You're right, and if there would have been a straightforward way, it would have been implemented a long time ago :)

C4D is a polygon based modeler. And as most poly modelers, it only supports faces with up to 4 vertices. A face with more than 4 gets automatically (internally) split. You might no see those seams in C4D, but they're there nonetheless (you can show those seams in the viewport via Filter > N-Gon lines). When you export the geometry, you get a mix of triangles and so-called "quads" - regardless of how smooth your surface looks in C4D. Because even if you use the C4D "NURBS", this is just a smoothing algorithm on top of a polygon cage.

As long as C4D doesn't support real solids and real NURBS, getting the information back into VW in a transparent will remain difficult.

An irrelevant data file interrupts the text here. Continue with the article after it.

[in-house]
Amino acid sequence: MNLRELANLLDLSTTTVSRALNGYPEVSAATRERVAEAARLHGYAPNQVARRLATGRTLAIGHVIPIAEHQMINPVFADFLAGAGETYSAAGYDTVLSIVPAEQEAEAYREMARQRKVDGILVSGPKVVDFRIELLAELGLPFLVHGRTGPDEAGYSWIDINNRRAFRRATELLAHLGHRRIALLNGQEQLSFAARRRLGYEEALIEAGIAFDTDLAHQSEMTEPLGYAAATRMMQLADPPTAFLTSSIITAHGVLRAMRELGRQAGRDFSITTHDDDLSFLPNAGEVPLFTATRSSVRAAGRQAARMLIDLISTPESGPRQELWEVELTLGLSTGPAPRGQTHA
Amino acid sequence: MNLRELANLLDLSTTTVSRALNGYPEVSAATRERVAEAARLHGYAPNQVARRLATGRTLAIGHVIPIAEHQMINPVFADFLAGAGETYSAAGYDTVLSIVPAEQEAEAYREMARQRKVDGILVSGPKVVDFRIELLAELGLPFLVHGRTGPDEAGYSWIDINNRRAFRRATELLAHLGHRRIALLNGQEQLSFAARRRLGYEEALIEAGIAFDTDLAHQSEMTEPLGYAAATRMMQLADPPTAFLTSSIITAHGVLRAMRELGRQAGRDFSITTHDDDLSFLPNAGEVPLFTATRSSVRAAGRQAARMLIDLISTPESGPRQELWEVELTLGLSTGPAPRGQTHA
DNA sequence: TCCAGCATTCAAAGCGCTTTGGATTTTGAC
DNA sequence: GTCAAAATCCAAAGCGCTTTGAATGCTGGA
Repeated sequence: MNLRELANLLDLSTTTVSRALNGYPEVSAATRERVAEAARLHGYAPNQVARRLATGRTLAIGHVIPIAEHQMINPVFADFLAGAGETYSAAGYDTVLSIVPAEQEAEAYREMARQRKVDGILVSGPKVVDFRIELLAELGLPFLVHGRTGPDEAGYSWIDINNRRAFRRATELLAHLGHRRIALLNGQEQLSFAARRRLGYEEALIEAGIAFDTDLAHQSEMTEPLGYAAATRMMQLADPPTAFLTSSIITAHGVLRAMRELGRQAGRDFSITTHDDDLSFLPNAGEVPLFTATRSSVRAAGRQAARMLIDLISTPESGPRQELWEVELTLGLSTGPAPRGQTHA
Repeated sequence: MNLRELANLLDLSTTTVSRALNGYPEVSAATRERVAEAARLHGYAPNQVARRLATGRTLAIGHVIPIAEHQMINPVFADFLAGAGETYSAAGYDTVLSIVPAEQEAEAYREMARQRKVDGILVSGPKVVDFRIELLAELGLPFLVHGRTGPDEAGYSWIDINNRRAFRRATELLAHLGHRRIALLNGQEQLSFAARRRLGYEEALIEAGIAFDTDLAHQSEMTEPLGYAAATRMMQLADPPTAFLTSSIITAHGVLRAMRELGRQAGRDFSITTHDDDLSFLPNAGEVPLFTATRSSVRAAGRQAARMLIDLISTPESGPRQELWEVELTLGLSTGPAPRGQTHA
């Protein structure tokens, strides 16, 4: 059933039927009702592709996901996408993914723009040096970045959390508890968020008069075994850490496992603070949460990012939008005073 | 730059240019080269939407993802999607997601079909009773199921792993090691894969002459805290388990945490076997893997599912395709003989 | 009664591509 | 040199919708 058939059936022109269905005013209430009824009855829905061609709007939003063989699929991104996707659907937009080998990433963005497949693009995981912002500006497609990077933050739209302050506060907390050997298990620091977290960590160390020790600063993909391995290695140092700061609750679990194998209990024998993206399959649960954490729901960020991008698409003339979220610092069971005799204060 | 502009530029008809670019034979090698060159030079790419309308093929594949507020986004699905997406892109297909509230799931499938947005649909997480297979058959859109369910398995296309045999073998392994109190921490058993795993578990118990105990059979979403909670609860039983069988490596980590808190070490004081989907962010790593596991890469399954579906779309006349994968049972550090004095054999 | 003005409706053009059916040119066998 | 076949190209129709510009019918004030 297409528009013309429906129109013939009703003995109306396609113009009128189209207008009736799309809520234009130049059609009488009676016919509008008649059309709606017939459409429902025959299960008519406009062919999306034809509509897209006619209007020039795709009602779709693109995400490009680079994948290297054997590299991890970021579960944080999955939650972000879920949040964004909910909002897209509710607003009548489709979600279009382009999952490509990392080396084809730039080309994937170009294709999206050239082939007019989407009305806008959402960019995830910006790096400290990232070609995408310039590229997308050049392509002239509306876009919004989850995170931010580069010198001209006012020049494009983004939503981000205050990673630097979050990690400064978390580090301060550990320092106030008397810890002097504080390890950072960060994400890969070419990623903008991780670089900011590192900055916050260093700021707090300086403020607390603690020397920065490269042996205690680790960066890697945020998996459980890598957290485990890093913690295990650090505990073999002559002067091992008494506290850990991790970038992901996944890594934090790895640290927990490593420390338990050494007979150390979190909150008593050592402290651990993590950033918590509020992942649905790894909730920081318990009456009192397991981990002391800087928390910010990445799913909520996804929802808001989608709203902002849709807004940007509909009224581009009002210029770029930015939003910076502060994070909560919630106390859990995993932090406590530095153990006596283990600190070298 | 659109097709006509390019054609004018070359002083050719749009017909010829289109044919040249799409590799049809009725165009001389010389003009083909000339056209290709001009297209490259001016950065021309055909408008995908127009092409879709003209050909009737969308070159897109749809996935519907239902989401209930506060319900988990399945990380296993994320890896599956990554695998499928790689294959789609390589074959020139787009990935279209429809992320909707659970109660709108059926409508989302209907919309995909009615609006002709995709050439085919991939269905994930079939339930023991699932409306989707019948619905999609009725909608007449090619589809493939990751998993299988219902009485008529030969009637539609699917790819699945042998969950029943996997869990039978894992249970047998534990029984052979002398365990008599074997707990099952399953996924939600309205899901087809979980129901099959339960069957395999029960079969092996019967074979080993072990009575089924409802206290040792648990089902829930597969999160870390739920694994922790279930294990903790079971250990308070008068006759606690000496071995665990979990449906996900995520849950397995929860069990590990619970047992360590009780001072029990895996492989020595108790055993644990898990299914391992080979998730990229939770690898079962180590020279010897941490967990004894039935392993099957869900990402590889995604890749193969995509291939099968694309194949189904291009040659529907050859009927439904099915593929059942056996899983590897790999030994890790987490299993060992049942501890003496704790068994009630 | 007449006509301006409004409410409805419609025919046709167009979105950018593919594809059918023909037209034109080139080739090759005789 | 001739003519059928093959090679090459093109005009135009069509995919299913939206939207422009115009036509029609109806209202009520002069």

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I would have to agree with BaRa here ... having used both VW and C4D for a few years. I am not knocking C4D - I love it. But modeling stuff in it can be a royal pain sometimes. VW is much more user friendly and fast and accurate when modeling architectural things. Things like scale, or even being able to read info as inches AND feet. Until fairly recently, modeling to scale with precise dimensions was a stranger in the C4D world. I can't tell you how many tutorials I did where 2000 meter trees were modeled, or 400 foot mailboxes. And almost everything is done "by eye". The old "that looks about right" school of design. It is changing now as more and more architects get involved with C4D. But that is the world it came from. And the world it is designed for. So you have to adapt to it a bit. It can be frustrating. VW is for Architects. C4D is for Artists. The proper tool for the job (although there are a lot of great Architectural plugins being developed for C4D. It is trying to get a foothold in the Architectural world). I couldn't live without both. And I really, really, really, really would love them to seamlessly work together and be able to pass models back and forth easily and without losing data. But perhaps that's just pie in the sky wishful thinking for now. But oh what if ...